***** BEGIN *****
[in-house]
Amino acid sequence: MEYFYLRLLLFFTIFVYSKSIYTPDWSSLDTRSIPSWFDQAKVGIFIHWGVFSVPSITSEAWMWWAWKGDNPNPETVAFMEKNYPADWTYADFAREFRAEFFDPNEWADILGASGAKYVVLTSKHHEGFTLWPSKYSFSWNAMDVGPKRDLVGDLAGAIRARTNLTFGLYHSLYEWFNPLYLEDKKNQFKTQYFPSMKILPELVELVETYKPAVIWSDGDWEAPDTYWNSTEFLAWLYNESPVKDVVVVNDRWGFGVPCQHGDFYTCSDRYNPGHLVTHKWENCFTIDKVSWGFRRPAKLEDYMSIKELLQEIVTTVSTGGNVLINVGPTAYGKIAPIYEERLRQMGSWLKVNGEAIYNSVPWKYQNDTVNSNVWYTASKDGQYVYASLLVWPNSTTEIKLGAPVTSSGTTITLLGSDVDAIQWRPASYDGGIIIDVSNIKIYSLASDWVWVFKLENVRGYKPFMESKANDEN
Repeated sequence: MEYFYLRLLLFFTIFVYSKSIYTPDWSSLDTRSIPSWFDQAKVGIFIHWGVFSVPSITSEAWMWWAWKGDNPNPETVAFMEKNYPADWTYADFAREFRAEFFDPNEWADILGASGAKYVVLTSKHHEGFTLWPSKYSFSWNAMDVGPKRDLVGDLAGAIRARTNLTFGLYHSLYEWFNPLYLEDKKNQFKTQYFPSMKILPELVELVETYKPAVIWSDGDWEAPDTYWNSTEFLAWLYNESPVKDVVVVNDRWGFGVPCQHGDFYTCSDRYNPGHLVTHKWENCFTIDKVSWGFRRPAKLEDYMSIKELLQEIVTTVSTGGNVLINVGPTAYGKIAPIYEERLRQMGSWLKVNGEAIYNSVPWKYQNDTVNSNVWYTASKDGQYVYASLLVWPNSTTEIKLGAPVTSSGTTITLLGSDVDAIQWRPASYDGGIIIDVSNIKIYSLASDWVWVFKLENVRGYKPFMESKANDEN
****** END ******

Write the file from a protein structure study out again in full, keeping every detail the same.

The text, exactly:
[in-house]
Amino acid sequence: MEYFYLRLLLFFTIFVYSKSIYTPDWSSLDTRSIPSWFDQAKVGIFIHWGVFSVPSITSEAWMWWAWKGDNPNPETVAFMEKNYPADWTYADFAREFRAEFFDPNEWADILGASGAKYVVLTSKHHEGFTLWPSKYSFSWNAMDVGPKRDLVGDLAGAIRARTNLTFGLYHSLYEWFNPLYLEDKKNQFKTQYFPSMKILPELVELVETYKPAVIWSDGDWEAPDTYWNSTEFLAWLYNESPVKDVVVVNDRWGFGVPCQHGDFYTCSDRYNPGHLVTHKWENCFTIDKVSWGFRRPAKLEDYMSIKELLQEIVTTVSTGGNVLINVGPTAYGKIAPIYEERLRQMGSWLKVNGEAIYNSVPWKYQNDTVNSNVWYTASKDGQYVYASLLVWPNSTTEIKLGAPVTSSGTTITLLGSDVDAIQWRPASYDGGIIIDVSNIKIYSLASDWVWVFKLENVRGYKPFMESKANDEN
Repeated sequence: MEYFYLRLLLFFTIFVYSKSIYTPDWSSLDTRSIPSWFDQAKVGIFIHWGVFSVPSITSEAWMWWAWKGDNPNPETVAFMEKNYPADWTYADFAREFRAEFFDPNEWADILGASGAKYVVLTSKHHEGFTLWPSKYSFSWNAMDVGPKRDLVGDLAGAIRARTNLTFGLYHSLYEWFNPLYLEDKKNQFKTQYFPSMKILPELVELVETYKPAVIWSDGDWEAPDTYWNSTEFLAWLYNESPVKDVVVVNDRWGFGVPCQHGDFYTCSDRYNPGHLVTHKWENCFTIDKVSWGFRRPAKLEDYMSIKELLQEIVTTVSTGGNVLINVGPTAYGKIAPIYEERLRQMGSWLKVNGEAIYNSVPWKYQNDTVNSNVWYTASKDGQYVYASLLVWPNSTTEIKLGAPVTSSGTTITLLGSDVDAIQWRPASYDGGIIIDVSNIKIYSLASDWVWVFKLENVRGYKPFMESKANDEN